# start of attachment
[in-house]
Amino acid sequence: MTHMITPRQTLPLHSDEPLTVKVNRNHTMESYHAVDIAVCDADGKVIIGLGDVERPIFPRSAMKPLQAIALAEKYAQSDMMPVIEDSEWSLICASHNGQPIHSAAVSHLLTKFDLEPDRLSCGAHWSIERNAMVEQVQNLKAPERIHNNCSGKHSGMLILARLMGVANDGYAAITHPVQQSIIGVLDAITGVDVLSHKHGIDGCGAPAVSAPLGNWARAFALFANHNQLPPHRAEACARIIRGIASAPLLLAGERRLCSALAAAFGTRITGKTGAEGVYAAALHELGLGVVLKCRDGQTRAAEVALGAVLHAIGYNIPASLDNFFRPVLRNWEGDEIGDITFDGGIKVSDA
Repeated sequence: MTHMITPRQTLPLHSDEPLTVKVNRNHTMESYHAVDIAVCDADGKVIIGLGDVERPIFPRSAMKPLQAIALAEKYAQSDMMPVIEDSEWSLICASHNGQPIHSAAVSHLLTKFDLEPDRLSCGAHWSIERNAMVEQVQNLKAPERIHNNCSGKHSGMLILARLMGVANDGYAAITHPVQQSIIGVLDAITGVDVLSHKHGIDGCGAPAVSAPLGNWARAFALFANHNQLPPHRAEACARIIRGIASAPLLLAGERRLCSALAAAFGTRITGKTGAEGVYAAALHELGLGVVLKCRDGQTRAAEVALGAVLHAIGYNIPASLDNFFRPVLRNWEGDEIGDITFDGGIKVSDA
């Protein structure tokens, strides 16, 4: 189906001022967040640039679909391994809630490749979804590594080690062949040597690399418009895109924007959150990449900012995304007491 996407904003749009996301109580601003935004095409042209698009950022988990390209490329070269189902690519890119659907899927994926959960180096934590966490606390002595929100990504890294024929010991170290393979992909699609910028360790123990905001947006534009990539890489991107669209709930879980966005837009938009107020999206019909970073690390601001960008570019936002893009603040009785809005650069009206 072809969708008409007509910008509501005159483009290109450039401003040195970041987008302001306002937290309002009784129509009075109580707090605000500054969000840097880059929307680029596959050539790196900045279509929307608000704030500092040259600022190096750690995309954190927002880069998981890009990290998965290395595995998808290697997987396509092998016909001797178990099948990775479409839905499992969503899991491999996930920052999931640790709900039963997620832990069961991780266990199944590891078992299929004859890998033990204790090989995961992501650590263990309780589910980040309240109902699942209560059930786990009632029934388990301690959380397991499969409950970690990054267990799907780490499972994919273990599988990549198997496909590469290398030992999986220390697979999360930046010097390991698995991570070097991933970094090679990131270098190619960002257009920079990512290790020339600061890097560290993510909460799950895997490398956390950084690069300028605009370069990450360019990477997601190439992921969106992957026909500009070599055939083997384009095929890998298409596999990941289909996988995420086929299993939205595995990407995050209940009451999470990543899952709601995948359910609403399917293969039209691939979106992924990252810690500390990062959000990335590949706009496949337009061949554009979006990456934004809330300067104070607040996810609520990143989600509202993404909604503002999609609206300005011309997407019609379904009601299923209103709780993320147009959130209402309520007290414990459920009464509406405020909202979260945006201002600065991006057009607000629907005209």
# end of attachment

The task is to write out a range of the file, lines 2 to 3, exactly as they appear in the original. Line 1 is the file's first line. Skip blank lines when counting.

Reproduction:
Amino acid sequence: MTHMITPRQTLPLHSDEPLTVKVNRNHTMESYHAVDIAVCDADGKVIIGLGDVERPIFPRSAMKPLQAIALAEKYAQSDMMPVIEDSEWSLICASHNGQPIHSAAVSHLLTKFDLEPDRLSCGAHWSIERNAMVEQVQNLKAPERIHNNCSGKHSGMLILARLMGVANDGYAAITHPVQQSIIGVLDAITGVDVLSHKHGIDGCGAPAVSAPLGNWARAFALFANHNQLPPHRAEACARIIRGIASAPLLLAGERRLCSALAAAFGTRITGKTGAEGVYAAALHELGLGVVLKCRDGQTRAAEVALGAVLHAIGYNIPASLDNFFRPVLRNWEGDEIGDITFDGGIKVSDA
Repeated sequence: MTHMITPRQTLPLHSDEPLTVKVNRNHTMESYHAVDIAVCDADGKVIIGLGDVERPIFPRSAMKPLQAIALAEKYAQSDMMPVIEDSEWSLICASHNGQPIHSAAVSHLLTKFDLEPDRLSCGAHWSIERNAMVEQVQNLKAPERIHNNCSGKHSGMLILARLMGVANDGYAAITHPVQQSIIGVLDAITGVDVLSHKHGIDGCGAPAVSAPLGNWARAFALFANHNQLPPHRAEACARIIRGIASAPLLLAGERRLCSALAAAFGTRITGKTGAEGVYAAALHELGLGVVLKCRDGQTRAAEVALGAVLHAIGYNIPASLDNFFRPVLRNWEGDEIGDITFDGGIKVSDA